Overview

The Neuroengineering Track (formerly called “Neural Interfaces”) trains students in the fields of basic and applied neuroscience and neuroengineering. Its goals include the application of engineering approaches to the treatment of neural dysfunction, and conversely, the discovery of effective strategies utilized by biological nervous systems and their application to traditional engineering problems. Research areas of Biomedical Engineering faculty in Neuroengineering area include electrical neural interfaces and neuroprostheses; cell and chemical delivery 26 systems for neural tissue; engineering of neural self-repair; neural plasticity; neural coding in sensory and motor systems; neural imaging; and non-traditional modes of stimulating neural tissue (e.g., focused ultrasound and magnetic stimulation).  Students in the Neuroengineering Track are expected to have general knowledge in the fields of basic and applied neuroscience.

Masters Students

Masters students in the Neuroengineering Track typically are required to complete successfully the same required core courses as do Ph.D. students, with the exception that NEUSC 6040 Cellular and Molecular Neuroscience is not required for Masters students. Understanding of cellular/molecular neuroscience is nonetheless still required for exams for Masters students.

Ph.D. Students

Ph.D. students in the Neuroengineering Track typically are required to complete successfully the required Neuroengineering core courses below. The core courses are intended to provide knowledge in the major areas of the field. They also will provide considerable assistance in preparing for the written portion of the Neuroengineering qualifying exam. A student’s Supervisory Committee may grant exemptions to these course requirements on a case-by-case basis if the exemptions are sufficiently justified. Students may take either or both of the two computational courses: BME 6050 (offered in Spring Semester of odd years) or BME 60xx (pending and under development; expected to be offered in Spring Semester of even years). Either course will
suffice to help prepare for the qualifying exam, although they will have somewhat different emphases. In practice, the Qualifying Exam may combine topics across courses; e.g., questions regarding cellular or systems neuroscience may be asked from a quantitative perspective.

Two of the Neuroengineering Track core courses (BME 6430 Systems Neuroscience and BME 6440 Neural Engineering) may also count as two of the required Biomedical Engineering core courses.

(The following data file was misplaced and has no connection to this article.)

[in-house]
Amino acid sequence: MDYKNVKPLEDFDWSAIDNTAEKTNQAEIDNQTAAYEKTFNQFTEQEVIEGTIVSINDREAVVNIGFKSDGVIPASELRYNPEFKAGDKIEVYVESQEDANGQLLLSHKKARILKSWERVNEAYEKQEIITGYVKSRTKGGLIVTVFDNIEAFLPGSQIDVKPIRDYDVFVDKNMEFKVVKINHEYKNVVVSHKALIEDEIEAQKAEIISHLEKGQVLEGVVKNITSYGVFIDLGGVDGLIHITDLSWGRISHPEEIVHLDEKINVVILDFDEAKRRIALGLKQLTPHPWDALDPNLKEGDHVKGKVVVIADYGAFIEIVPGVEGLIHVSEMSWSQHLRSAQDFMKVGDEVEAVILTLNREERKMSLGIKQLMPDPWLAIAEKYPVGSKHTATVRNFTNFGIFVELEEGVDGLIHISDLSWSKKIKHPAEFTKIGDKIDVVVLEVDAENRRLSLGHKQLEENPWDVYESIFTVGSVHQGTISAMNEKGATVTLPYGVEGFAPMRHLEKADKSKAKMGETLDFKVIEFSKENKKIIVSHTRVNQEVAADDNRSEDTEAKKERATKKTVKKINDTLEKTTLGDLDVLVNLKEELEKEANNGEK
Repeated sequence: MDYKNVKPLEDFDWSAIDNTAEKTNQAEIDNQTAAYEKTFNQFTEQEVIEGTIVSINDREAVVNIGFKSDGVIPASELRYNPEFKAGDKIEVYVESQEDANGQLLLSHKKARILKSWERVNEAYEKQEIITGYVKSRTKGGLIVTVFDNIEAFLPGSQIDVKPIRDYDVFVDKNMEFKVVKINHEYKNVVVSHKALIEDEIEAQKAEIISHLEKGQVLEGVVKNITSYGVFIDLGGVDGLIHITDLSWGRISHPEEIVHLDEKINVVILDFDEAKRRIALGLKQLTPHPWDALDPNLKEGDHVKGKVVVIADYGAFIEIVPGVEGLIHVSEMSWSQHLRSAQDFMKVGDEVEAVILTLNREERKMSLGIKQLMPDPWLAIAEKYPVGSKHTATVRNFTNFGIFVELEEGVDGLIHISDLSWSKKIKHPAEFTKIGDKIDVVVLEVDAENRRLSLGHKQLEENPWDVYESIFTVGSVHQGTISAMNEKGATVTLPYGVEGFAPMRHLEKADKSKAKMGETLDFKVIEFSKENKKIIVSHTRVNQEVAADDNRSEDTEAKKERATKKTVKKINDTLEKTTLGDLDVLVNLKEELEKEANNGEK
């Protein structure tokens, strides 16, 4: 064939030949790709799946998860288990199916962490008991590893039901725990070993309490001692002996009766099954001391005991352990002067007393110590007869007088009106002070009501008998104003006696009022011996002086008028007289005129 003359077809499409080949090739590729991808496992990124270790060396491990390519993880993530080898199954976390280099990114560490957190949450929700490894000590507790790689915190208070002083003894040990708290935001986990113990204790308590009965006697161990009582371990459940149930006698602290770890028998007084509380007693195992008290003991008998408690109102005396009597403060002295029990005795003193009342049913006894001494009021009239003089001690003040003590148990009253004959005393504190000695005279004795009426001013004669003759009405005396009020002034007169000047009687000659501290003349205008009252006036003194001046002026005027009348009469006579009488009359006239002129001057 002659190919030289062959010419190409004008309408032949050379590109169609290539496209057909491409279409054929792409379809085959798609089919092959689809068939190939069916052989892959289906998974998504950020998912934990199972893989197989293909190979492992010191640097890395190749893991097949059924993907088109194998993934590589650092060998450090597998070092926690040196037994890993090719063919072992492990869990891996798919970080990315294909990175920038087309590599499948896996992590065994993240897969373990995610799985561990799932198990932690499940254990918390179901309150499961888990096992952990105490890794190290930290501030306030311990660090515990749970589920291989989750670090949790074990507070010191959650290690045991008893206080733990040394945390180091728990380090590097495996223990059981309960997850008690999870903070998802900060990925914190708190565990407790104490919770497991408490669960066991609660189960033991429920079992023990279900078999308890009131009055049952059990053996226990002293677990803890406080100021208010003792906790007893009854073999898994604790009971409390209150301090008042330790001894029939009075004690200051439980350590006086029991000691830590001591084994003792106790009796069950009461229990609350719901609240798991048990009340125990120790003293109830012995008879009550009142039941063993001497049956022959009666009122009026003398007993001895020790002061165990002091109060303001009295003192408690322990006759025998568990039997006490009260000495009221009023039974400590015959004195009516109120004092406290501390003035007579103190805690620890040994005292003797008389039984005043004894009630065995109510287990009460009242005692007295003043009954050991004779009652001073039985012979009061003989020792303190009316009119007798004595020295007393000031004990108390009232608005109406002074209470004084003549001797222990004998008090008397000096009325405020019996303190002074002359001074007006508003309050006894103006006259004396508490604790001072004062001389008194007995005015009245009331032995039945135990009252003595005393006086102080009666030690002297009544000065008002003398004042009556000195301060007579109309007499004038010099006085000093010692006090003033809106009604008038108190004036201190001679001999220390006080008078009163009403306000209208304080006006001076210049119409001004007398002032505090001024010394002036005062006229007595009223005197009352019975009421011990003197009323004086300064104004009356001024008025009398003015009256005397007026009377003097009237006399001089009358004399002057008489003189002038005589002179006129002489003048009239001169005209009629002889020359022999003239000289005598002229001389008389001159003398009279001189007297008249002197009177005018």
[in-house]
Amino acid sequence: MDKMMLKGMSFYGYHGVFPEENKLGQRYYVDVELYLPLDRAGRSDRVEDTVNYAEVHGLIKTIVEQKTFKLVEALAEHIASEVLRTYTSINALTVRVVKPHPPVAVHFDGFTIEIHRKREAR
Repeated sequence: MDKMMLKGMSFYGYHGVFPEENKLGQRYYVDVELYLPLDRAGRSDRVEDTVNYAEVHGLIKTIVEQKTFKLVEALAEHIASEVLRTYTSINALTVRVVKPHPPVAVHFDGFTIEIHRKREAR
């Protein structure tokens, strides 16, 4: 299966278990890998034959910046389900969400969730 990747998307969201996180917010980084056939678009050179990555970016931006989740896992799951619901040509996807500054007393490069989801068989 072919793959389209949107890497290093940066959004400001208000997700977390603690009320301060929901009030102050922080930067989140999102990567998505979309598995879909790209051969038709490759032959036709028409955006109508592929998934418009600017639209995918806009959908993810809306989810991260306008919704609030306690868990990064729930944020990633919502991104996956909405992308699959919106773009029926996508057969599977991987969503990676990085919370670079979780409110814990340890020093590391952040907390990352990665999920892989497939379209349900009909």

Neuroengineering Track students are also expected to enroll and participate routinely in BME 6470 Neural Engineering Research Group (NERG).

The purpose of the written portion of the Neuroengineering Qualifying Exam is to encourage students to approach their graduate education as an experience that transcends the boundaries of individual courses; to revisit the fundamental principles in basic and applied neuroscience; and to consolidate, synthesize, and integrate this material. Specific topics that may be covered on the qualifying exam are covered in the Neuroengineering Track core courses.

Neuroengineering Texts

Course readings also serve as a way for students to prepare for the qualifying exam, although not all core courses have assigned textbooks. The first portion of Kandel et al., Principles of Neural Science, provides an excellent text for the study of cellular neurosciences; the latter portion of this text is used for BME 6430 Systems Neuroscience.

Neuroengineering Core Courses

  • BME 6005 or BME 60xx – Computational Neuroscience or Computational Neuroscience, Systems/Quantitative Neuroscience (pending; under development)
  • BME 6430 – Systems Neuroscience
  • BME 6440 – Neural Engineering
  • BME 6470 – Neural Engineering Research Group (NERG) (2 semesters)
  • NEUSC 6040 – Cellular and Molecular Neuroscience (not required for Masters students)

Additional Generally Useful Courses

  • BME 6010 – Systemic Physiology II
  • BME 6140 – Fundamentals of Tissue Engineering
  • BME 6230 – Functional Anatomy for Engineers
  • BME 6433 – Biological Statistical Signal Processing
  • BME 6460 – Electrophysiology and Bioelectricity
  • BME 7120 – Biocompatibility
  • ECE 6520 – Information Theory
  • ECE 6540 – Estimation Theory
  • MATH 6770 – Mathematical Biology I
  • MATH 6780 – Mathematical Biology II
  • MATH 6790 – Case Studies in Computational Engineering and Science
  • MDCRC 6450 – Grant Writing
  • NEUSC 6060 – Neuroanatomy
  • NEUSC 6010 – Frontiers in Neuroscience (seminar)

Additional Advanced Courses in Neuroengineering

Electrophysiology

  • BME 6003 – Cellular Biophysics
  • BME 6421 – Fundamentals of Micromachining
  • BME 6433 – Biological Statistical Signal Processing
  • ECE 6550 – Adaptive Filters
  • ECE 6534 – Advanced Digital Signaling Processing II
  • ECE 6710 – Digital VLSI Design
  • NEUSC 7750 – Developmental Neurobiology
  • NEUSC 6245 – Cellular and Molecular Neurophysiology Laboratory
  • ONCSC 6150 – Biostatistics
  • RHSCI 7200 – Neuromuscular Performance & Adaptation

Biomaterials

  • BME 6140 – Fundamentals of Tissue Engineering
  • BME 6302 – Biomaterials
  • BME 7120 – Biocompatibility
  • BME 7160 – Physical Nature of Surfaces

Computational/Modeling

  • CS 6210 – Advanced Scientific Computing I
  • CS 6355 – Structured Prediction (machine learning)
  • CS 6955 – Deep Learning (advanced neural networks and applications)
  • CS 7960 – Neuromorphic Architectures (neural networks)
  • MATH 6070 – Mathematical Statistics
  • MATH 6440 – Advanced Dynamical Systems
  • MATH 6630 – Numerical Solutions of Partial Differential Equations
  • MATH 6740 – Bifurcation Theory
  • ME EN 7200 – Nonlinear Controls
  • ME EN 7210 – Optimal Controls

Questions?

Questions regarding the Neuroengineering track should be directed to Dr. Chris Butson (801-587-3711).